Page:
THE INTERVIEW: HACK ATTACK OR CACK ATTACK?

I wanted to write an article on Birdman. I tried to write an article on Birdman.

On Boxing Day, I retreated from the nightmare that is Christmas to a slightly advanced screening of Birdman. I’d been waiting for this film ever since murmurs, teasers and whispers started emerging last year. With such a build up it is more than easy to set oneself up for disappointment and this is usually exactly what I do. But Birdman was everything I wanted it to be: A powerful reaffirmation of Keaton as an incredibly underused talent; a witty and worthwhile examination on celebrity, an engaging personal drama about the human condition and overall an amazingly achieved piece of cinema. 

The characters are spot on with flawless performances to match. The graceful dance between the camera and the subjects almost never feels forced or intrusive. The marriage of magical realism, existentialism, parody and straight drama never feels unbalanced. The soundtrack is playful, well paced and always pitch-perfect. I could go on. I could elaborate. Every time I started trying to write anything about Birdman it just ended up being an over written list of complimentary descriptions much like I’ve forcibly shoehorned in at the beginning of this article. I simply can’t help myself – it is amazing. You should all go see it.

The following day however, I got around to watching The Interview and decided that it seemed like a much more interesting thing to write about, namely because of all the bullshit surrounding its release. As I’m sure you are all fairly well versed on the ‘he said she said’ of the Sony scandal by now, I will gloss over the details. I can’t really be bothered to look into it in too much detail either but my general thoughts are something along the lines of - like fuck would North Korea a) give a shit and b) respond like that if they did. I suspect either it was some hackers having major trololololz or a disgruntled Sony employee. It also seems almost as ridiculous to believe it was all a PR stunt as it does to think it was a North Korean Attack though a pal of mine says given Franco’s past antics when Palo Alto was released he wouldn’t put it passed him.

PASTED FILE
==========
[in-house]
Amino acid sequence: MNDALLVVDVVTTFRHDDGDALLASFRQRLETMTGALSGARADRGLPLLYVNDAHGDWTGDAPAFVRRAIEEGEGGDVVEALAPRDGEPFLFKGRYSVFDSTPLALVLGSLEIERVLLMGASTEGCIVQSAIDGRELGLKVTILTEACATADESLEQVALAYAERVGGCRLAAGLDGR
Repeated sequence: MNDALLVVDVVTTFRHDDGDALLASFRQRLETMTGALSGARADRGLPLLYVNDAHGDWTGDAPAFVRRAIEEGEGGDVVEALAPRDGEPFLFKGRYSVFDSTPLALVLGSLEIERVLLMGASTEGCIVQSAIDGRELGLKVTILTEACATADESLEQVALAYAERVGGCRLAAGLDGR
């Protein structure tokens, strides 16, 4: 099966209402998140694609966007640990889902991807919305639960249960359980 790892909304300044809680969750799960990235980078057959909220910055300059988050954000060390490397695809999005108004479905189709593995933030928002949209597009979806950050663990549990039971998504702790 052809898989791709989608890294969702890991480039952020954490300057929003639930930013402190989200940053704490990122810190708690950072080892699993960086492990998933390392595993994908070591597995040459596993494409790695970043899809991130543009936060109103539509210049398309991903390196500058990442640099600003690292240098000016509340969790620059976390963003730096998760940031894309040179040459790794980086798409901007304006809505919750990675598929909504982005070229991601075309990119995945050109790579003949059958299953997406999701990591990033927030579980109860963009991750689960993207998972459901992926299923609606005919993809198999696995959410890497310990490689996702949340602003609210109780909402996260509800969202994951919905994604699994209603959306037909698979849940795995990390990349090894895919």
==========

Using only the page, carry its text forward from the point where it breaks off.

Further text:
Truth be told, I don’t really care either way. What I do care a bit more about is how the American government jumped on the opportunity to spin some kind of cyber-terrorist news story and, whilst hiding behind the guise of being noble defenders against censorship and champions of free speech, will no doubt use this debacle to try and pass new laws to further monitor and police internet usage in foreign territories. 

www. might as well stand for wild wild west right now. First Pirate Bay got taken down. Then this. Then news reports featuring silhouetted grungers in Berlin talking about how they stream Breaking Bad as soon as it airs. Next Playstation Network gets taken down on Christmas Day and finally the release of thousands of hacked usernames, passwords and bank details from sites ranging from Amazon to PleaseBangMyWife. Where has this cyber spotlight come from all of a sudden? North Korea denied the attack and proposed for a joint investigation which America declined, two days later North Korea's internet went down and America refused to pass comment. It all seems a bit fishy to me but let’s not get too bogged down in conspiracy theories for the time being. Let’s try to wade through all the hype and bullshit and talk about the film itself for a minute. I think the scariest thing about this whole thing is that the film simply wasn’t very good and yet by the time people embrace a brave new 2015, nearly every cunt on the planet will have seen it; most of them through some kind of illegal download or stream.